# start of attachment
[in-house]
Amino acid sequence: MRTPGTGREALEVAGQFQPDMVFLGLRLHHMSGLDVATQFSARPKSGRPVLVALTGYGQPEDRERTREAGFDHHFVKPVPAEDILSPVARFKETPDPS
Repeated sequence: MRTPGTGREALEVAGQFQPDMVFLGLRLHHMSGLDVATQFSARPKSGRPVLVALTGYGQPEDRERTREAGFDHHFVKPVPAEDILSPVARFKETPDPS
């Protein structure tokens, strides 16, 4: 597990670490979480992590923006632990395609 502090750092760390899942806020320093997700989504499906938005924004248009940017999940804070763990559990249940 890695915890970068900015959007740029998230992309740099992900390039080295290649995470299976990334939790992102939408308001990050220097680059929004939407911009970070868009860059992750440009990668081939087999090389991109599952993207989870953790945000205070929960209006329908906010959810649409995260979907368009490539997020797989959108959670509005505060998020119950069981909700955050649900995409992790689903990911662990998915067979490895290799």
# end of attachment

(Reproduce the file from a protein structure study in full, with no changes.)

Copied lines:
[in-house]
Amino acid sequence: MRTPGTGREALEVAGQFQPDMVFLGLRLHHMSGLDVATQFSARPKSGRPVLVALTGYGQPEDRERTREAGFDHHFVKPVPAEDILSPVARFKETPDPS
Repeated sequence: MRTPGTGREALEVAGQFQPDMVFLGLRLHHMSGLDVATQFSARPKSGRPVLVALTGYGQPEDRERTREAGFDHHFVKPVPAEDILSPVARFKETPDPS
């Protein structure tokens, strides 16, 4: 597990670490979480992590923006632990395609 502090750092760390899942806020320093997700989504499906938005924004248009940017999940804070763990559990249940 890695915890970068900015959007740029998230992309740099992900390039080295290649995470299976990334939790992102939408308001990050220097680059929004939407911009970070868009860059992750440009990668081939087999090389991109599952993207989870953790945000205070929960209006329908906010959810649409995260979907368009490539997020797989959108959670509005505060998020119950069981909700955050649900995409992790689903990911662990998915067979490895290799």